For more information please visit: www.ihrna.info

Preventing discrimination in sport: The Play by the Rules forum

Play by the Rules is a unique partnership between the Commission, the Australian Sports Commission, all state and territory sport and recreation and anti-discrimination agencies and the Queensland Commission for Children, Young People and Child Guardian. It provides information and online learning for community sport and recreation organisations about how to prevent and deal with discrimination, harassment and child abuse, and develop inclusive and welcoming environments.

The Commission recently signed a memorandum of understanding to support the project for another year. We are represented on the steering committee (at quarterly teleconferences) and meet annually to discuss web-based content, how to improve the website and emerging issues in sport.

Improving access to commercial buildings: Local government partnerships for better access

The good the bad and the ugly CD cover

Burgeoning partnerships between the Commission and local councils are helping to improve access to public buildings for people with disability.

The initiative began with the 7 August 2009 announcement of a partnership project, between the Commission and Marrickville Council in New South Wales, intended to alert designers and building certifiers to the need to vigorously apply technical requirements for access. Throughout 2009–10 we have developed similar partnerships with 10 other councils around Australia.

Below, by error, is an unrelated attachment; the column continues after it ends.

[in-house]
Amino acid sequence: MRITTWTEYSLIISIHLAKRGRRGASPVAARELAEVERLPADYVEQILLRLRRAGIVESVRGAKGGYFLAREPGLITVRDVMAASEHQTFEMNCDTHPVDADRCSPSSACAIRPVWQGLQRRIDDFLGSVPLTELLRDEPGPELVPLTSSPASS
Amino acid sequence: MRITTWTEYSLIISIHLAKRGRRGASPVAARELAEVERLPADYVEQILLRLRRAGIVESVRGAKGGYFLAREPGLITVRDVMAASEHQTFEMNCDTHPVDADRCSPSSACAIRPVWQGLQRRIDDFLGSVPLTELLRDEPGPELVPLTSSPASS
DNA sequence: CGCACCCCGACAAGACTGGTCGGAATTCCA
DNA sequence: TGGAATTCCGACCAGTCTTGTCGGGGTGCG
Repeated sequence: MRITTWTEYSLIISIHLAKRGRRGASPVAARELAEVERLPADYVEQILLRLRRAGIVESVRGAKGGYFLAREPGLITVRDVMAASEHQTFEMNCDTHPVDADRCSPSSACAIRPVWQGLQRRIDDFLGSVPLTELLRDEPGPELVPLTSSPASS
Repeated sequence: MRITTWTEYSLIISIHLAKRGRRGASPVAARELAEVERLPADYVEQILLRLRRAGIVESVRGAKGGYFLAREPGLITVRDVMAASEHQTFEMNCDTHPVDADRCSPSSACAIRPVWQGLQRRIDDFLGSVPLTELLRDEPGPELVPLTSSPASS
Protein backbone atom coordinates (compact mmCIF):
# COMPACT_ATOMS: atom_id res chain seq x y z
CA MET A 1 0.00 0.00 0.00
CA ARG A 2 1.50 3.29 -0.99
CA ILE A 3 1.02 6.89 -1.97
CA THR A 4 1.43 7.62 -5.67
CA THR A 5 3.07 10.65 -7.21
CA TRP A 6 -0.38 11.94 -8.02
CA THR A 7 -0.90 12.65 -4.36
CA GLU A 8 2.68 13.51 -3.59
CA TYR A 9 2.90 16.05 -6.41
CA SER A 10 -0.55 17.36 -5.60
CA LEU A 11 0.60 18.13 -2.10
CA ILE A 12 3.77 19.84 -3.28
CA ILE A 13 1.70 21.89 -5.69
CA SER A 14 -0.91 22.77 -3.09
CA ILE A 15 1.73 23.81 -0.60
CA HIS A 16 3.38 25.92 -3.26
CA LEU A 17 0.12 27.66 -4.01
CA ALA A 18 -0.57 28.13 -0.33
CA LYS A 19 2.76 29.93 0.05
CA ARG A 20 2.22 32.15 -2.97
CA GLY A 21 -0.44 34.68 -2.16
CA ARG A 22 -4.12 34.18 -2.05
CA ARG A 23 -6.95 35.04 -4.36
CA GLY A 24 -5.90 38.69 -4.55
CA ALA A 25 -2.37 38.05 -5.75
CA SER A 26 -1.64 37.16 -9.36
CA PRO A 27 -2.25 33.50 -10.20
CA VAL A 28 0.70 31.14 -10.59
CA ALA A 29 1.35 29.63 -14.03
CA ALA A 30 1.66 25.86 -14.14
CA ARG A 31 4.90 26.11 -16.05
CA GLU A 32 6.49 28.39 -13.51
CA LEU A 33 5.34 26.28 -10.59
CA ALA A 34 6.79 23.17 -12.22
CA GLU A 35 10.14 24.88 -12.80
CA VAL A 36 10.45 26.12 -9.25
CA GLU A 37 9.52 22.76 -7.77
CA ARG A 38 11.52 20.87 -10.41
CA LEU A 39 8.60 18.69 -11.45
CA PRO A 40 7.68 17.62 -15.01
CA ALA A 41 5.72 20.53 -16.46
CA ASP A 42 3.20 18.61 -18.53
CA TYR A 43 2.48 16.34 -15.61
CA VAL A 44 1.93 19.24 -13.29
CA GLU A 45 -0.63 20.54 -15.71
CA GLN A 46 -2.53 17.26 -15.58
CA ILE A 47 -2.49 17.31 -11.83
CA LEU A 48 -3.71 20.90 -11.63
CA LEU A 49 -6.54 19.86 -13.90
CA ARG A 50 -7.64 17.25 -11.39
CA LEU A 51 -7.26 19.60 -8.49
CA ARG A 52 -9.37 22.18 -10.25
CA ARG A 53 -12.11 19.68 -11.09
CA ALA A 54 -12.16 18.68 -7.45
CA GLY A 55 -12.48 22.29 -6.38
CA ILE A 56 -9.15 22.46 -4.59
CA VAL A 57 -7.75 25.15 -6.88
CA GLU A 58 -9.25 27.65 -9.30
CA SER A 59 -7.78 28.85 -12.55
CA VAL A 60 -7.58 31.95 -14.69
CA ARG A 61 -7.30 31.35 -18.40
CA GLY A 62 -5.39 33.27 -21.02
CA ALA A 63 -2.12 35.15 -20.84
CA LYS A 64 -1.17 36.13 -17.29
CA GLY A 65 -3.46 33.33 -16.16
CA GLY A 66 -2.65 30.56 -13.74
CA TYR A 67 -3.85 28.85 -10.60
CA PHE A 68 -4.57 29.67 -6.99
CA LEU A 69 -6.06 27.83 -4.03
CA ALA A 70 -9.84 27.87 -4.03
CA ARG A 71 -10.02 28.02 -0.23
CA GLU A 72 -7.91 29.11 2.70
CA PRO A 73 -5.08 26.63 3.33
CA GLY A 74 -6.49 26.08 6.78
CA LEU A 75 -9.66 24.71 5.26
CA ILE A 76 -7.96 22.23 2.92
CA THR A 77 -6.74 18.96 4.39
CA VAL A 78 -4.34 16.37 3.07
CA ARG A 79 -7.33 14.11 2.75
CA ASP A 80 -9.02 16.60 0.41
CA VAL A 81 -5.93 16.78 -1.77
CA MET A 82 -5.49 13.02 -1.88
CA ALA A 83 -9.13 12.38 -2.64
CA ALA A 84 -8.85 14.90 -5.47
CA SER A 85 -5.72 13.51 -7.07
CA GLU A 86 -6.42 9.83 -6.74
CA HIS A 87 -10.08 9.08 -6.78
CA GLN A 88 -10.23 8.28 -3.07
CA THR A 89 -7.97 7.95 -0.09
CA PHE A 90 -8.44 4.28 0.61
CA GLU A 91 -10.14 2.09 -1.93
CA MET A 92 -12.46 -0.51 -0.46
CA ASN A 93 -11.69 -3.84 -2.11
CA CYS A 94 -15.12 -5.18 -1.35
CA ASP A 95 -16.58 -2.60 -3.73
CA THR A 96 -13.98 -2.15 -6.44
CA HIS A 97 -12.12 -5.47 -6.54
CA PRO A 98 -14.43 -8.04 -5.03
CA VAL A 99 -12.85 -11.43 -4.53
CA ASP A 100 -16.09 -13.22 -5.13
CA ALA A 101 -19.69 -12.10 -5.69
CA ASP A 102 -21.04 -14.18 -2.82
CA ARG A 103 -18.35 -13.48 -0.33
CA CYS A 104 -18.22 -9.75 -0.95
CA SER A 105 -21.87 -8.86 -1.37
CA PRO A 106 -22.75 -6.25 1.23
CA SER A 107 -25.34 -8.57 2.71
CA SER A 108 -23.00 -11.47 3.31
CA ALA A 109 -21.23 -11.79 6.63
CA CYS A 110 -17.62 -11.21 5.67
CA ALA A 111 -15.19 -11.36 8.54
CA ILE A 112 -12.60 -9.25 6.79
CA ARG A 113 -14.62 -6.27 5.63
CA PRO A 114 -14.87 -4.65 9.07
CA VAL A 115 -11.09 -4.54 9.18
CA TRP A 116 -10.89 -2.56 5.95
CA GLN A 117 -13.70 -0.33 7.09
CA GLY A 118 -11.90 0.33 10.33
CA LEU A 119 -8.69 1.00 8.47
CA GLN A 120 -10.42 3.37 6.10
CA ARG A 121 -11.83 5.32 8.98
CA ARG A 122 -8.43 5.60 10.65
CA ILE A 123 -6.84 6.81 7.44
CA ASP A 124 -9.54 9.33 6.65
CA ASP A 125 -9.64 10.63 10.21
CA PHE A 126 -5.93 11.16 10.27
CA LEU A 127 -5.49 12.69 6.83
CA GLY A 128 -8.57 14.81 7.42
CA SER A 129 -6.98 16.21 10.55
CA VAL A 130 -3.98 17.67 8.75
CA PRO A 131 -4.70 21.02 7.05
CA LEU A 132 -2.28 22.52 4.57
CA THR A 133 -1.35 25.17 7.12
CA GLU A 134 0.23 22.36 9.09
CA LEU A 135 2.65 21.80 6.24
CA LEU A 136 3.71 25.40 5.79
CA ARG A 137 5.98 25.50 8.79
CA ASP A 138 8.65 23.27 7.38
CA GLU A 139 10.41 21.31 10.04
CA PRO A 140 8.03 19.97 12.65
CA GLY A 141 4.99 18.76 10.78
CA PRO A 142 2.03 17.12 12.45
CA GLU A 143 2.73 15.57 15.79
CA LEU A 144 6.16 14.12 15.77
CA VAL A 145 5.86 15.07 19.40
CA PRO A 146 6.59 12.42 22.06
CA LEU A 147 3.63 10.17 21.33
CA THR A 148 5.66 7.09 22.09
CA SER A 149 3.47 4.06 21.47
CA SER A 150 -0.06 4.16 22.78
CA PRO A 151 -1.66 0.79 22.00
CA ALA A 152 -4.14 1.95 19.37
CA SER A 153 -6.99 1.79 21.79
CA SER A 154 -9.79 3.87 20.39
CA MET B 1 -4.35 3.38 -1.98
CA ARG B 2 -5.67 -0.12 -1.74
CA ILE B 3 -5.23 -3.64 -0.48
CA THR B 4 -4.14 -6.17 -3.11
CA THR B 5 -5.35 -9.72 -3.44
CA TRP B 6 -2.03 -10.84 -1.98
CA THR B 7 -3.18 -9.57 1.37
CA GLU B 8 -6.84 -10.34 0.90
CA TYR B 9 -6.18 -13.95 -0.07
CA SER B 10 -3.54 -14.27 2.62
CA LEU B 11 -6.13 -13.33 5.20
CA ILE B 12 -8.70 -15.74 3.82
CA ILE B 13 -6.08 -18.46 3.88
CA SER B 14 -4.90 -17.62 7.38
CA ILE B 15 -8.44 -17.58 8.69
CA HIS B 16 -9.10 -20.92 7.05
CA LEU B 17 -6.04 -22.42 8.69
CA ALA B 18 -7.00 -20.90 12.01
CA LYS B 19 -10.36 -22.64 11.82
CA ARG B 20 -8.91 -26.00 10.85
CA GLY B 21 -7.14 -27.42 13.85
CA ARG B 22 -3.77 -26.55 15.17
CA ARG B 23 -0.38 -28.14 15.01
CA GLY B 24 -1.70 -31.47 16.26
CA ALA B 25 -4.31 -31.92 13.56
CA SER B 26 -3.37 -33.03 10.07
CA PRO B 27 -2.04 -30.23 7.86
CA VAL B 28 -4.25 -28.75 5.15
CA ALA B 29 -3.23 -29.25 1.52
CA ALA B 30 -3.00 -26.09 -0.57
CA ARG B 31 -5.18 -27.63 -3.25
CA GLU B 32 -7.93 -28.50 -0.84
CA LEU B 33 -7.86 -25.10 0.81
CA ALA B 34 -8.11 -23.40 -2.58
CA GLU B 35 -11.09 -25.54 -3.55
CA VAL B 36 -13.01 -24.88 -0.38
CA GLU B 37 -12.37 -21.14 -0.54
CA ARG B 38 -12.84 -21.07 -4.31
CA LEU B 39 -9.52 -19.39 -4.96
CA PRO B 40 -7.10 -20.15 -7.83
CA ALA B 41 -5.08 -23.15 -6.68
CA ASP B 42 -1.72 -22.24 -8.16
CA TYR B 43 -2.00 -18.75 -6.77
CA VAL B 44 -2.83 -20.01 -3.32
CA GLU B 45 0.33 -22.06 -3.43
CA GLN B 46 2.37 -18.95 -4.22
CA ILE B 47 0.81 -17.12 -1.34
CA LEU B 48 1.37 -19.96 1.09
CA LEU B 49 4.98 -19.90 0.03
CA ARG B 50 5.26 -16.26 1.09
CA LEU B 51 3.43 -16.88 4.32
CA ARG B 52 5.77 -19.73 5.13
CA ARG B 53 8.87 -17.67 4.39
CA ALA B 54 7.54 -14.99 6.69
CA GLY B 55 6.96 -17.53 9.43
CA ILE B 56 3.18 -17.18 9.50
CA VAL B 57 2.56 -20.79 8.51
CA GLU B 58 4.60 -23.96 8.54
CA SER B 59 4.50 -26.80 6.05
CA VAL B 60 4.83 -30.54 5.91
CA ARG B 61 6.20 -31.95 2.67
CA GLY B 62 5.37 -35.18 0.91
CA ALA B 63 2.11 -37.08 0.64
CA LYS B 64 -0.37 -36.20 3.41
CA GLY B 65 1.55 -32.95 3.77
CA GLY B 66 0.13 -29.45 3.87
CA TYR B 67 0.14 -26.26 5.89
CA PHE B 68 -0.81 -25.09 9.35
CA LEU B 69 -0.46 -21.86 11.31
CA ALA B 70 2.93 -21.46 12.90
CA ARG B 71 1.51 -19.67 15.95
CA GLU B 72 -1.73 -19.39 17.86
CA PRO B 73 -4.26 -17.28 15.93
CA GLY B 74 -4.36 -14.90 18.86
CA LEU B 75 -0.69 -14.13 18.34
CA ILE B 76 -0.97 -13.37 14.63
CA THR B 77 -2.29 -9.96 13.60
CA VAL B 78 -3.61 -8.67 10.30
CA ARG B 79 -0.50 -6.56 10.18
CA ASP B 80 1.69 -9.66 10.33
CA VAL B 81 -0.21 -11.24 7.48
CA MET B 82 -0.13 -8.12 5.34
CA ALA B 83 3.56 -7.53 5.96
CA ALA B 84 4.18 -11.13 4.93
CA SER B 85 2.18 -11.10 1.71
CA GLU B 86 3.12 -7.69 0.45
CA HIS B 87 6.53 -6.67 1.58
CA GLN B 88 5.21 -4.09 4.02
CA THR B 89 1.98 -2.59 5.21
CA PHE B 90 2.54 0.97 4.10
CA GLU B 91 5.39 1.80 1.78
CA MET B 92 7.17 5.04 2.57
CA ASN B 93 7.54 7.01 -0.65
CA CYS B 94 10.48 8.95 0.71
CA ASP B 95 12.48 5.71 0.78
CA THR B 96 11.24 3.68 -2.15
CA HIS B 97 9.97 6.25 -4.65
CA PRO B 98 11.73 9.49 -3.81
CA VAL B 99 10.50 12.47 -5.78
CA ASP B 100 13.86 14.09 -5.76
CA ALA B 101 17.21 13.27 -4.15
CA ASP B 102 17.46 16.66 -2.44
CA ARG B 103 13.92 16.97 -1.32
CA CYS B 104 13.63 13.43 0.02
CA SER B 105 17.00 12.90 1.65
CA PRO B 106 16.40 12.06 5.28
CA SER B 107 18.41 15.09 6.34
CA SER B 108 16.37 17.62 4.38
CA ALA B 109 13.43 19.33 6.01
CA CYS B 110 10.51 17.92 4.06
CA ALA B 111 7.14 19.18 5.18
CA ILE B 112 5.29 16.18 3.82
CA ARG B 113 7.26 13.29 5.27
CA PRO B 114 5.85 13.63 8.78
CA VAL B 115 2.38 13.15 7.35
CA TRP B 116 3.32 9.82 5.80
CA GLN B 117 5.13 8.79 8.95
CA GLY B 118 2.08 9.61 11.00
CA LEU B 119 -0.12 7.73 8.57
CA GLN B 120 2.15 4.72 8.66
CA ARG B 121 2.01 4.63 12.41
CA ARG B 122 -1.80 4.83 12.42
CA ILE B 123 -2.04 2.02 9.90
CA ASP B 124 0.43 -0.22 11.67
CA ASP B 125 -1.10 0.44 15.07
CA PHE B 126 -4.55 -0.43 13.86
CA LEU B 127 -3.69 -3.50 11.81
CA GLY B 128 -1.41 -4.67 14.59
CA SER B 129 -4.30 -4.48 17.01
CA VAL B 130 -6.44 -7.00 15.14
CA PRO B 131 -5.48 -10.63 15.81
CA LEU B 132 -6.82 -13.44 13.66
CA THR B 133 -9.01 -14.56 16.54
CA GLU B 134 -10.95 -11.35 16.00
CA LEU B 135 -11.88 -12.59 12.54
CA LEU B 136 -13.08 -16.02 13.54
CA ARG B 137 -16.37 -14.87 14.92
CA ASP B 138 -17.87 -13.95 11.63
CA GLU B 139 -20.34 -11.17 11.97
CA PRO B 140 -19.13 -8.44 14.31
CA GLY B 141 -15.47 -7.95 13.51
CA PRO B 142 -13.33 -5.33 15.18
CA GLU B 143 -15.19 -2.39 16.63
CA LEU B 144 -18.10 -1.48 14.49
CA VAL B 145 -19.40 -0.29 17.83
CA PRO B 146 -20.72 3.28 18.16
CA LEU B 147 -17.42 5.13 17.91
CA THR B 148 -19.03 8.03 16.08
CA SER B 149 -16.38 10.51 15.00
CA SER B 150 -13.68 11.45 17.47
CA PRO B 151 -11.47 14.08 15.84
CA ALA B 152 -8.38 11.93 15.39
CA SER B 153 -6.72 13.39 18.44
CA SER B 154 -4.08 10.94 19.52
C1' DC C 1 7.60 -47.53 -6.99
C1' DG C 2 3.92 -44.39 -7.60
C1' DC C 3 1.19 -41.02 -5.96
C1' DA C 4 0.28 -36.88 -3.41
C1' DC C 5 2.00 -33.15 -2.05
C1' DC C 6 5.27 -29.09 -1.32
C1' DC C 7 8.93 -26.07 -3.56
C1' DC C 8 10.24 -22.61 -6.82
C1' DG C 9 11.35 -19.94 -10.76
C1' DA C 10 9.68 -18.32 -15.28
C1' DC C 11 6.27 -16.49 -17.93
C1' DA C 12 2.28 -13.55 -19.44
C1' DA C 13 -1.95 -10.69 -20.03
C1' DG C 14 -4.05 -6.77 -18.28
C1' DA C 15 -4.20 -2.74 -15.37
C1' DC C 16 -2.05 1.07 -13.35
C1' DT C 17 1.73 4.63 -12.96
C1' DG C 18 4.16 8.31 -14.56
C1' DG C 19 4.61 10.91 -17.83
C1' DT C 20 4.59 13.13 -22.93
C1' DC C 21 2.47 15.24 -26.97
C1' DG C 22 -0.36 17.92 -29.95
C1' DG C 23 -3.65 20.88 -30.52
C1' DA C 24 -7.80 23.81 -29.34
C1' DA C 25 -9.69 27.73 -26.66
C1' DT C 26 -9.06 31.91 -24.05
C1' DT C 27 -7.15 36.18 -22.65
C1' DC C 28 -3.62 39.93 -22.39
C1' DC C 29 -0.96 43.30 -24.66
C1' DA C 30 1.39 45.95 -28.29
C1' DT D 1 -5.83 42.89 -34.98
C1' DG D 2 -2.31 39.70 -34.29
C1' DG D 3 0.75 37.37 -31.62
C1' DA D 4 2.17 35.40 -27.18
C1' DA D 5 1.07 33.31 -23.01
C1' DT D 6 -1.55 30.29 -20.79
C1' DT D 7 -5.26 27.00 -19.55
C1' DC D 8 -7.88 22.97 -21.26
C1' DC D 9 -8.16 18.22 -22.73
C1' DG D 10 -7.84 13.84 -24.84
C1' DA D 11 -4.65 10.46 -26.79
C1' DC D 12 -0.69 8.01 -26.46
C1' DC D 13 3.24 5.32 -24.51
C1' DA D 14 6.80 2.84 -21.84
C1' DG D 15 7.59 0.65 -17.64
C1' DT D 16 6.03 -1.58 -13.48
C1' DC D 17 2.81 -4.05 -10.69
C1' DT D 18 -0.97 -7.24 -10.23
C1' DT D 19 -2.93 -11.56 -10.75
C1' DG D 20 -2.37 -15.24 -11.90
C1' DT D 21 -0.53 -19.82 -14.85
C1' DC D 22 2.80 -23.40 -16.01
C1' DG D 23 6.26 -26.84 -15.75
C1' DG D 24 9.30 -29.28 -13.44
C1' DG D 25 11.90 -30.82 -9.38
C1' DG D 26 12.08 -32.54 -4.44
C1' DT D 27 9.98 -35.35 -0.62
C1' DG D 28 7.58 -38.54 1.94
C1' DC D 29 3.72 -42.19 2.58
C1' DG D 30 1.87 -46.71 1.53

The project involves provision of a free CD, The good the bad and the ugly, which was developed by the Commission, to everyone who makes an application to council for an approval to construct or renovate a public building. It explains why it is vital to comply with the technical specifications for access accurately and covers 14 of the most common mistakes when applying access design specifications.

Encouraging anti-racism initiatives: the StepOne website

In March 2010 we signed a Research Service Agreement which provided for funding of $5000 for StepOne, a website that provides guidance and practical resources to councils and community groups interested in implementing community cohesion initiatives in their areas.

Administered by Macquarie University, the website features downloadable best-practice case studies relating to a range of issues, especially those which reduce racism, intolerance and negative stereotypes. The site’s primary aims are to get communities interacting and working together, and to build positive and sustainable relationships.

Working with Muslim communities – The Community Partnerships for Human Rights Program

This three-year undertaking, comprising eight different projects, began in 2007 and will be completed by the end of 2010. The origins of the program can be traced back to 2006 when we were one of several government agencies funded to contribute to the National Action Plan to Build on Social Cohesion, Harmony and Security (NAP).

The program’s central goal has been to increase social inclusion and counter discrimination and intolerance towards Australia’s Muslim communities by:

  • increasing awareness of human rights and responsibilities in both the broader community and in Muslim communities
  • increasing awareness in Muslim communities of different ways of responding to discrimination and vilification
  • raising awareness in the broader Australian community of the moderate profile of Islam and the human rights issues Muslim communities face